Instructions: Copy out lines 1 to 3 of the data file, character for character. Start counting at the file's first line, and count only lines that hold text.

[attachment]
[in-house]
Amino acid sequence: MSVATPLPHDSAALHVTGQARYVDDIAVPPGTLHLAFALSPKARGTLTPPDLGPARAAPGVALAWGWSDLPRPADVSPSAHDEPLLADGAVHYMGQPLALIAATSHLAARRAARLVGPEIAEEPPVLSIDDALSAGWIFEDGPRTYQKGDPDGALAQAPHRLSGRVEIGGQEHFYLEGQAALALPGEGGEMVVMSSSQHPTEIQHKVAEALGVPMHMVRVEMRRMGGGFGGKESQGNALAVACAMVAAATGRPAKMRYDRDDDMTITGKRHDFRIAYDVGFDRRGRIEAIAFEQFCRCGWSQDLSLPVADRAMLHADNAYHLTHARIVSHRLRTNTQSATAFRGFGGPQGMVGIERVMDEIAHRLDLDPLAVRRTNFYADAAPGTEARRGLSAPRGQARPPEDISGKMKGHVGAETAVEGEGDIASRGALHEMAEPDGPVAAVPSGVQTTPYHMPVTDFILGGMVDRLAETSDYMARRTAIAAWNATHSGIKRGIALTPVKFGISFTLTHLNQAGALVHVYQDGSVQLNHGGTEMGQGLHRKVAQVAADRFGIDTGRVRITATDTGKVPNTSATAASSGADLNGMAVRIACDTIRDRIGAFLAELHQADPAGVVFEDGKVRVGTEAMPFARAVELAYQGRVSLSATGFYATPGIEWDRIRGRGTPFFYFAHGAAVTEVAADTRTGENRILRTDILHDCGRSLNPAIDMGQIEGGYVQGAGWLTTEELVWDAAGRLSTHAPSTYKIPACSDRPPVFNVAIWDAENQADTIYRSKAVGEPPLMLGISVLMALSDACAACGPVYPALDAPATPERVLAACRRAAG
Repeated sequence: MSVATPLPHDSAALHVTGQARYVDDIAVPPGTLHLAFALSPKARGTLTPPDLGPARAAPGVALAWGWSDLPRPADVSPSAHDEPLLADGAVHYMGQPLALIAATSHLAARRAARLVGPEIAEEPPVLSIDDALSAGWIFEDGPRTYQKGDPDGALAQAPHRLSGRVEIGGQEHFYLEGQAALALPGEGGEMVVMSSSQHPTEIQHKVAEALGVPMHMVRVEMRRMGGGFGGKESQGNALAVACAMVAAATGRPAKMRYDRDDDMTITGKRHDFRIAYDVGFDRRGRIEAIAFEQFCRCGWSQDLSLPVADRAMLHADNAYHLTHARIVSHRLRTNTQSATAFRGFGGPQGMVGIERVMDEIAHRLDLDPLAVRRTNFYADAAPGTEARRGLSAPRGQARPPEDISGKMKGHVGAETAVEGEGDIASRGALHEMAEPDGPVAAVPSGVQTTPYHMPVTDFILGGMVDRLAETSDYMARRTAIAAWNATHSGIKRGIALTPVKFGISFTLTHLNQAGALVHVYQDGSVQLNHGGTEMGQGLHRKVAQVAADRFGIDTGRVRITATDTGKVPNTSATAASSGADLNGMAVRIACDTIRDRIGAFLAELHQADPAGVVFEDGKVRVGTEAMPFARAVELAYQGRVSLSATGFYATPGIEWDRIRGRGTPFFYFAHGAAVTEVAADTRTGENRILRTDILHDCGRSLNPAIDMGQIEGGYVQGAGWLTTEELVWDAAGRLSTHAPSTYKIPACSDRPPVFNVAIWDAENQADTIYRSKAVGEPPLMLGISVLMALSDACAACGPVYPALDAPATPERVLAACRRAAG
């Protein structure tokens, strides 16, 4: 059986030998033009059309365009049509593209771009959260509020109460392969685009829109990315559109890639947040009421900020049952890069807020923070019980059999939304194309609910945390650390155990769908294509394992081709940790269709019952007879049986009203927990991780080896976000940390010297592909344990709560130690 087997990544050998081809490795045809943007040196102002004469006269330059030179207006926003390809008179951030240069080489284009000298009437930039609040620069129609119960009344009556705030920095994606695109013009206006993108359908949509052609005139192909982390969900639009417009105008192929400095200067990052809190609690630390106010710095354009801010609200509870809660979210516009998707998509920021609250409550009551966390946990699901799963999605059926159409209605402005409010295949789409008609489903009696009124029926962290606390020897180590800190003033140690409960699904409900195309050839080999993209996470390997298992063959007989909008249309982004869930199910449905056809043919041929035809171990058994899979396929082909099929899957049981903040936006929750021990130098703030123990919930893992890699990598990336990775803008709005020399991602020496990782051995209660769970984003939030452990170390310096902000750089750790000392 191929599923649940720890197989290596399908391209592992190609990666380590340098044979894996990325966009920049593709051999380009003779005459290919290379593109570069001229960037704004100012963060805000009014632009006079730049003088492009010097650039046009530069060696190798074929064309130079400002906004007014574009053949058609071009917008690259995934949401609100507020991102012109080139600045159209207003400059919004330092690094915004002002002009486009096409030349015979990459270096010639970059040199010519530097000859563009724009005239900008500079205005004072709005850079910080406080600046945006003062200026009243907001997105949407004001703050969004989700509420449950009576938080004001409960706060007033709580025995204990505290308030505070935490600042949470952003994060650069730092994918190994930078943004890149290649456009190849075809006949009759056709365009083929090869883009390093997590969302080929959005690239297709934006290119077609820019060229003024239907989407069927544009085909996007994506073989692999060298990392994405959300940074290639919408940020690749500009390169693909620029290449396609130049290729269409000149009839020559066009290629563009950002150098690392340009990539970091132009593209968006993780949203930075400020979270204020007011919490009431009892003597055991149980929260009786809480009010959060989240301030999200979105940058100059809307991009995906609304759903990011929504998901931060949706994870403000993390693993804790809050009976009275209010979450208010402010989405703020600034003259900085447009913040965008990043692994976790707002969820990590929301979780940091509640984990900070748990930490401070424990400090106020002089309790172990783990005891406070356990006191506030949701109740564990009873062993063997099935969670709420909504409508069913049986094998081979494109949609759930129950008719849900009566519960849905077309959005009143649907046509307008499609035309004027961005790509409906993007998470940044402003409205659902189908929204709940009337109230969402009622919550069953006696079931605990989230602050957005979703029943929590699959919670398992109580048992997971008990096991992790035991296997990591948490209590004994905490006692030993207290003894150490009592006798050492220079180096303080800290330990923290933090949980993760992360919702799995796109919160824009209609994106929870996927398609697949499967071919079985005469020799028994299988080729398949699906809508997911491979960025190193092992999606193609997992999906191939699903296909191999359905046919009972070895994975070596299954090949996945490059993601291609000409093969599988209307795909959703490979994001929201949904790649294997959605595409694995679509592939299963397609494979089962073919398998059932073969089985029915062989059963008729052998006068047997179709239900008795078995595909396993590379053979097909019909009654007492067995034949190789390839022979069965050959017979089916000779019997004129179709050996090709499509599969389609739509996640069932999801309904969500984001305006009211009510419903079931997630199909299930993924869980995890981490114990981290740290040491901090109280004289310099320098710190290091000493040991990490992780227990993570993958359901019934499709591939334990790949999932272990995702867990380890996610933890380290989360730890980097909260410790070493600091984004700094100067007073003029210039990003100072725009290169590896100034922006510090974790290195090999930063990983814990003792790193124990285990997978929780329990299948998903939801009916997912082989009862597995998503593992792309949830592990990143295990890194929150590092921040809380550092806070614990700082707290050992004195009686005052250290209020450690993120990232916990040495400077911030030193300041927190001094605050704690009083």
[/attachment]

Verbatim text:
[in-house]
Amino acid sequence: MSVATPLPHDSAALHVTGQARYVDDIAVPPGTLHLAFALSPKARGTLTPPDLGPARAAPGVALAWGWSDLPRPADVSPSAHDEPLLADGAVHYMGQPLALIAATSHLAARRAARLVGPEIAEEPPVLSIDDALSAGWIFEDGPRTYQKGDPDGALAQAPHRLSGRVEIGGQEHFYLEGQAALALPGEGGEMVVMSSSQHPTEIQHKVAEALGVPMHMVRVEMRRMGGGFGGKESQGNALAVACAMVAAATGRPAKMRYDRDDDMTITGKRHDFRIAYDVGFDRRGRIEAIAFEQFCRCGWSQDLSLPVADRAMLHADNAYHLTHARIVSHRLRTNTQSATAFRGFGGPQGMVGIERVMDEIAHRLDLDPLAVRRTNFYADAAPGTEARRGLSAPRGQARPPEDISGKMKGHVGAETAVEGEGDIASRGALHEMAEPDGPVAAVPSGVQTTPYHMPVTDFILGGMVDRLAETSDYMARRTAIAAWNATHSGIKRGIALTPVKFGISFTLTHLNQAGALVHVYQDGSVQLNHGGTEMGQGLHRKVAQVAADRFGIDTGRVRITATDTGKVPNTSATAASSGADLNGMAVRIACDTIRDRIGAFLAELHQADPAGVVFEDGKVRVGTEAMPFARAVELAYQGRVSLSATGFYATPGIEWDRIRGRGTPFFYFAHGAAVTEVAADTRTGENRILRTDILHDCGRSLNPAIDMGQIEGGYVQGAGWLTTEELVWDAAGRLSTHAPSTYKIPACSDRPPVFNVAIWDAENQADTIYRSKAVGEPPLMLGISVLMALSDACAACGPVYPALDAPATPERVLAACRRAAG
Repeated sequence: MSVATPLPHDSAALHVTGQARYVDDIAVPPGTLHLAFALSPKARGTLTPPDLGPARAAPGVALAWGWSDLPRPADVSPSAHDEPLLADGAVHYMGQPLALIAATSHLAARRAARLVGPEIAEEPPVLSIDDALSAGWIFEDGPRTYQKGDPDGALAQAPHRLSGRVEIGGQEHFYLEGQAALALPGEGGEMVVMSSSQHPTEIQHKVAEALGVPMHMVRVEMRRMGGGFGGKESQGNALAVACAMVAAATGRPAKMRYDRDDDMTITGKRHDFRIAYDVGFDRRGRIEAIAFEQFCRCGWSQDLSLPVADRAMLHADNAYHLTHARIVSHRLRTNTQSATAFRGFGGPQGMVGIERVMDEIAHRLDLDPLAVRRTNFYADAAPGTEARRGLSAPRGQARPPEDISGKMKGHVGAETAVEGEGDIASRGALHEMAEPDGPVAAVPSGVQTTPYHMPVTDFILGGMVDRLAETSDYMARRTAIAAWNATHSGIKRGIALTPVKFGISFTLTHLNQAGALVHVYQDGSVQLNHGGTEMGQGLHRKVAQVAADRFGIDTGRVRITATDTGKVPNTSATAASSGADLNGMAVRIACDTIRDRIGAFLAELHQADPAGVVFEDGKVRVGTEAMPFARAVELAYQGRVSLSATGFYATPGIEWDRIRGRGTPFFYFAHGAAVTEVAADTRTGENRILRTDILHDCGRSLNPAIDMGQIEGGYVQGAGWLTTEELVWDAAGRLSTHAPSTYKIPACSDRPPVFNVAIWDAENQADTIYRSKAVGEPPLMLGISVLMALSDACAACGPVYPALDAPATPERVLAACRRAAG